The legal profession was once again thrown into total disarray in the minds of no-one at all following a damning report which revealed the shocking truth that law continues, as it has done for centuries, to be dominated by rich, white, middle-class men.
The report, by would-be Prime Minister Alan Milburn, found that the legal profession was among the worst offenders for promoting Oxbridge males over, well, er, everyone else. Milburn promised a ‘more level playing field’ for those of a disadvantaged social background, saying the profession needed more intelligent but common young people from sinkhole estates littered with burned-out cars.
Henry Ponsonby-Smythe, a senior lawyer, condemned the report. ‘This is utter rubbish. Everyone knows that success in today’s legal profession is nothing to do with race, creed, colour, gender, sexual orientation or social background, and everything to do with having the willingness to record billable hours until your eyes bleed. If you can do that and you’re not some black lesbian in a wheelchair with body odour and funny glasses, then you’ll be promoted to partner. The fact that most of the City law firms have fewer than 10% women partners, hardly anyone from an ethnic minority and virtually no-one who grew up within five miles of a council estate unless their private school had bought the land to flatten it is entirely coincidental.’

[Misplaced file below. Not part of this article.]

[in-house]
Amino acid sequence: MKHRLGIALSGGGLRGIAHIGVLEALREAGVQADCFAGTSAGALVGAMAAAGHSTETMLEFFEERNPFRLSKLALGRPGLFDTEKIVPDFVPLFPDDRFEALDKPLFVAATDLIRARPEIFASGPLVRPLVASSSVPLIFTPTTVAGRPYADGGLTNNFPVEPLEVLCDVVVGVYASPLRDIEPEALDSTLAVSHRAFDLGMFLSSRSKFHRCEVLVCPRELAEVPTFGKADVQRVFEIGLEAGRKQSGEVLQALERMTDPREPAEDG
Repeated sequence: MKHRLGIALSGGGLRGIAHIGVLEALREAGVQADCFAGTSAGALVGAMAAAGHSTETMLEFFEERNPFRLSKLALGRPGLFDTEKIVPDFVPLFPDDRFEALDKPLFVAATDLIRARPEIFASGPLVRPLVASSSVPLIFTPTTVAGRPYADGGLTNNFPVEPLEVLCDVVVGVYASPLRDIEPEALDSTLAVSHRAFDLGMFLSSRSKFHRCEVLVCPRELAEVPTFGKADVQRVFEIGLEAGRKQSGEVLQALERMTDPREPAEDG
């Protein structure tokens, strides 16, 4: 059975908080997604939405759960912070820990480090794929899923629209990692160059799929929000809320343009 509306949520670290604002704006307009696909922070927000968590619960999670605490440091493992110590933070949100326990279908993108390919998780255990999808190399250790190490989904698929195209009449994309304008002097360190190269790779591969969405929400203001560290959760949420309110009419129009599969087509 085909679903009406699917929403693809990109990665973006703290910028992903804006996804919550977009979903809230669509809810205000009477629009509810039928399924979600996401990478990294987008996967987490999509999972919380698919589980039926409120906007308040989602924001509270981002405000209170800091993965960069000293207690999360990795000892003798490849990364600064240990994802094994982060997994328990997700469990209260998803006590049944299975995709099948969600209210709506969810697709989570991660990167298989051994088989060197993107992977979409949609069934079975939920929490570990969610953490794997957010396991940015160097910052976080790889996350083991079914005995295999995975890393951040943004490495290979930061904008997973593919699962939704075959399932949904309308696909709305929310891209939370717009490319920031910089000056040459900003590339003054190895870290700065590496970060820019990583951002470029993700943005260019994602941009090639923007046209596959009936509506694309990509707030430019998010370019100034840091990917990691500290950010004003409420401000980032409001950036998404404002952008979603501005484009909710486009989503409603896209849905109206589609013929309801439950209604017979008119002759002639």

The Law Society hit back at the accusations with the release of a new pamphlet entitled: ‘Dream On’, copies of which were later found mouldering in large bundles in wastebins all around Lincoln’s Inn. A spokesman also rejected the criticism that the Society’s budget has increased every single year since 1084 without any discernible benefit to either the legal profession or those it serves.
Deirdre Viaduct of the Association of Trainee Lawyers said she envisaged a day when every department in every law firm would have its own crèche, and foresaw corporate transactions being overseen by jobsharing mothers from the North who would come to work in a shellsuit and who would finish at 5pm on the dot. She was later sacked by her firm.
Ponsonby-Smythe, the senior partner of Viaduct’s firm, said the sacking was entirely justified. ‘Deidre, while being a good lawyer and coming from an underprivileged background, simply had to go. She made a number of errors which made it clear to us that she would not make a good partner, such as passing the port the wrong way at the all-trainee dinner last month, and made a terrible showing at the firm’s sports day in the grouse-shooting, croquet and polo.’